Someone pointed me to a Wikipedia entry (that I can't find anymore) that said there existed an early Christian sect that held that the New Testament God was a different god from the Old Testament God, and that in fact OT God was an evil god. Even though it would be impossible to reconcile this view with what is actually written in the Bible, it still makes more sense than any Christian interpretation that holds that the God of this story is just, all-powerful, and good.

Janell said...

Eh, I chalk this up to one of the standard "Obey or be destroyed even unto the fourth generation" threat/promises. An unsatisfying answer, still, but it's all I have off the top of my head.

C. L. Hanson said...

Hey Janell!!!

It's true it's similar to that sort of threat or promise. Yet that still doesn't make it make sense to me...

Paul Sunstone said...

Hi Chanson! That was a great post! I find it hard to understand the OT god without recourse to my old college textbook on abnormal psychology. How ironic that millions look to a sociopathic deity for lessons in morality.

C. L. Hanson said...

Hey Paul!!!

Exactly. The fact that your critical thinking will make you doubt the miracles in the Bible is one thing. But the fact that atrocities are held up as wonderful and righteous (and that the Bible seems to insist that you convince yourself to love a God who is a sociopath) adds a whole new dimension to why one should think critically about it.

Jeff Hebert said...

In my opinion, the fundamental truth of Christian morality is that obeying God is the only moral Good. It is the act of obedience that determines the moral weight of an action, not anything inherent in the act itself.

Under that guideline, passages like the one you reference reflect moral acts, because the slaughter of men, women, and children for material gain was commanded by God. Thus they are acting in a morally good fashion because they are obeying God's commands. The actual acts -- murder, rape, pillaging -- are pretty much irrelevant.

If your response to that is "Well that's fucking batshit crazy and a downright evil moral code", I'd agree with you, which is one reason I'm not a Christian. BUT, it's the only way those Old Testament passages make any sense.

C. L. Hanson said...

Hey Jeff!!!

I have to admit, you're right that it's hard to make sense of it any other way...

Box o Rocks said...

Great write-up. I have had discussions with many theists about his very subject. I guess I'm a glutton, and I generally try to avoid discussion with these people because invariably, any logical construct presented cannot stand against the will of God manifested in a believer.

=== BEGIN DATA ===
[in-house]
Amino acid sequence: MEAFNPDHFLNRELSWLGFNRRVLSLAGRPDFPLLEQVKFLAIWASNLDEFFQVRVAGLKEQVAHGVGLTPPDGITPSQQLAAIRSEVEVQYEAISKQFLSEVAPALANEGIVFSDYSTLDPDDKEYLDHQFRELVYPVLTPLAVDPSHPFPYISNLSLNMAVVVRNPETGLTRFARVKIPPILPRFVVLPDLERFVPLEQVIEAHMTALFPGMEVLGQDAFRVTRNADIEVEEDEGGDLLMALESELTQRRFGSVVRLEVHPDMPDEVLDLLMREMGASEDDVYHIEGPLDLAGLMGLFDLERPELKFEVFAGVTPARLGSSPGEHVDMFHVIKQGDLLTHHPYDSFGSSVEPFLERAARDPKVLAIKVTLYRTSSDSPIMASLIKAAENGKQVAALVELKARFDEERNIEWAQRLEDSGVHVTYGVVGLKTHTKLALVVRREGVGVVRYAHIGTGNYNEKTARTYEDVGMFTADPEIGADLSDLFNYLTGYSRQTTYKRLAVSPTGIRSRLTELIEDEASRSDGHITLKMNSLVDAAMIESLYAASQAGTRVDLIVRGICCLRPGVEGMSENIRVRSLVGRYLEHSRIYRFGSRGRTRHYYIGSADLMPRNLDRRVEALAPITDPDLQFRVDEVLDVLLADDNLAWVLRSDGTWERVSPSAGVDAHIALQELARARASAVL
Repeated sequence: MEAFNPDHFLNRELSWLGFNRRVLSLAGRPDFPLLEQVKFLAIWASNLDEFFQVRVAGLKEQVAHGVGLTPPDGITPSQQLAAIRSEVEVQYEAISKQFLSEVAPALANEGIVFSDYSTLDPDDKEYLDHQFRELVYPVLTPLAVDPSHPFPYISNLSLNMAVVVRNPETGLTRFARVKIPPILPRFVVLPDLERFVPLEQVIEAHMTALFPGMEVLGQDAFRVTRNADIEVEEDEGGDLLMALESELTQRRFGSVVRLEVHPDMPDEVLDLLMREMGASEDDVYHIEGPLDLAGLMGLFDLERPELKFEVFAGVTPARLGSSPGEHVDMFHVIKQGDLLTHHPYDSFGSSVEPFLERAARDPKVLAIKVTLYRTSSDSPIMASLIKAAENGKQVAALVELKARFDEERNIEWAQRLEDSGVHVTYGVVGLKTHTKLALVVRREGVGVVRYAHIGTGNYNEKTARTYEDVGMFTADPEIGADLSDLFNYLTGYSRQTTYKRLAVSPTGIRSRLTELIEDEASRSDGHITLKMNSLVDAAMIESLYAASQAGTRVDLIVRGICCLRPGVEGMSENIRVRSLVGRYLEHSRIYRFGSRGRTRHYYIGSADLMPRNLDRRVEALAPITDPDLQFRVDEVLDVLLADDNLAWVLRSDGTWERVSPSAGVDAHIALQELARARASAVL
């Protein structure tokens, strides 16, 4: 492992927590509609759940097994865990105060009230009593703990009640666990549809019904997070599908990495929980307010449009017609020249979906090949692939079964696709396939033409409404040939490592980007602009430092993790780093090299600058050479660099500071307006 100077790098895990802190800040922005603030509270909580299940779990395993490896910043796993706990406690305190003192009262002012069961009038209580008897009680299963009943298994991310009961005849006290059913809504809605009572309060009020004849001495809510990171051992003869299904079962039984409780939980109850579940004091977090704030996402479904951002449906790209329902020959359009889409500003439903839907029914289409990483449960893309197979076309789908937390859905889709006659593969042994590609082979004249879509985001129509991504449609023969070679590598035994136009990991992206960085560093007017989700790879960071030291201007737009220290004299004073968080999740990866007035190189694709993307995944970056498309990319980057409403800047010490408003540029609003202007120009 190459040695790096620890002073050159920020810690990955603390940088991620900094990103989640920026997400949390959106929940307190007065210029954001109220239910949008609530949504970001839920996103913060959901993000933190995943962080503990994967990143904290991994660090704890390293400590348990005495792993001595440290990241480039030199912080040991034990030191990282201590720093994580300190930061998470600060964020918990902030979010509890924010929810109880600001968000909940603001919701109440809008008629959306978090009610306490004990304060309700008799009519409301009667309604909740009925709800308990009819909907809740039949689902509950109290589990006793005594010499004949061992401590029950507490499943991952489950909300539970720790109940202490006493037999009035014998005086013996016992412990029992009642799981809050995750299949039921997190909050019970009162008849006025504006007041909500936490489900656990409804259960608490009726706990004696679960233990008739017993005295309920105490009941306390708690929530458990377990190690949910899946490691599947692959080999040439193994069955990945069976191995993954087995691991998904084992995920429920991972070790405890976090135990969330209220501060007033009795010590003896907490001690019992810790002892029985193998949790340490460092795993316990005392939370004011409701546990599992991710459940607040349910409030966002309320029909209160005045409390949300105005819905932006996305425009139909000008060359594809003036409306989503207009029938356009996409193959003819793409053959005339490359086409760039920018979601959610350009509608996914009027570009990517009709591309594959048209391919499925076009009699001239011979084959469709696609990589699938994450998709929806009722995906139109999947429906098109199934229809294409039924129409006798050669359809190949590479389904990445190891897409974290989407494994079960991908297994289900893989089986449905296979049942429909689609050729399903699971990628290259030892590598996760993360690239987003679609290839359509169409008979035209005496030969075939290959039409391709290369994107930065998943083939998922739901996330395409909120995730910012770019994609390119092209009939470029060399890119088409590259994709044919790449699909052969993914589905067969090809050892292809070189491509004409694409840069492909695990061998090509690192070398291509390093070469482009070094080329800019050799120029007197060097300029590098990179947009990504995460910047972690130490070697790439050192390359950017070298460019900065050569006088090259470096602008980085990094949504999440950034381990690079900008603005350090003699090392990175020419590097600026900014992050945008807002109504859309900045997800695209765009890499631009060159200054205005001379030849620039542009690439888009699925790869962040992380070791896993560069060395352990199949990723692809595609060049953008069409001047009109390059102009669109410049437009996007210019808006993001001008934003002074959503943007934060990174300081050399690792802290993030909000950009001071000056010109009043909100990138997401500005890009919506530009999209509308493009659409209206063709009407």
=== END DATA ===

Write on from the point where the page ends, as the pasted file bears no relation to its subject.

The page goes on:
Excuses given for the Joshua genocide:
They were evil for generations, and uncorrectable. Really? I didn't know innocent children could not be raised within a new home absent of prior influences. And what's the point of missionaries then? If a culture has been bad too long, just take them out.
Expounding on the excuse you heard: "Oh, that's just the Ooooold Testament"
I asked if my life was at risk because I was an atheist.
No, people today don't kill in the name of God.
I reached for a recent example to use; 9/11
Those are Muslims.

Can't win.

C. L. Hanson said...

Hey Box-O-Rocks!!!

I know how you feel. I think it's weird that it's hard to get a straight answer from Christians about this, yet it doesn't seem to shake their faith...

Anonymous said...

I find these passages shocking and uncomfortable as well. We must be careful, however, not to assume full understanding of the texts we read. Who CAN comprehend God? If there is a God, then how can you possibly seriously expect to understand Him? If there isn't one, then stop arguing the point and trying to understand a God that does not exist.
As a Christian, I see the covenant with Abraham and the defeated nations continual, pagan sin as God's reasoning for violence. (Lev. 18:25) His violence must not be likened to our own, however. It simply can not be...
Thank God (assuming there is a God and that you sin) that Jesus came and started a new covenant by which all could be saved. Ordinary humans couldn't handle the old covenant, but the new plan is salvation through Christ's blood.
There simply must be blood. Yours, or Jesus'. It sounds disgustingly cruel, but that's how it is. We will all be faced with the decision one day.
I really don't understand the theology of it all...and I doubt anyone ever will. Esp those who do not believe it to begin with. It isn't a matter of figuring it all never will. Those who reject God will certainly not find His reasoning on their own.

C. L. Hanson said...

Hey Sarah!!!

I have a bit of a problem with saying the Bible is entirely right and then excusing the parts that are wrong with "we don't understand." There is no ambiguity here and nothing to "not understand" -- it's spelled out right there in black and white: the most horrific evil becomes righteous when commanded by God. This book says that genocide, murdering children, etc. (for your own profit and that of your God) is a wonderful gift that God sometimes grants his obedient followers.

Davey Morrison Dillard said...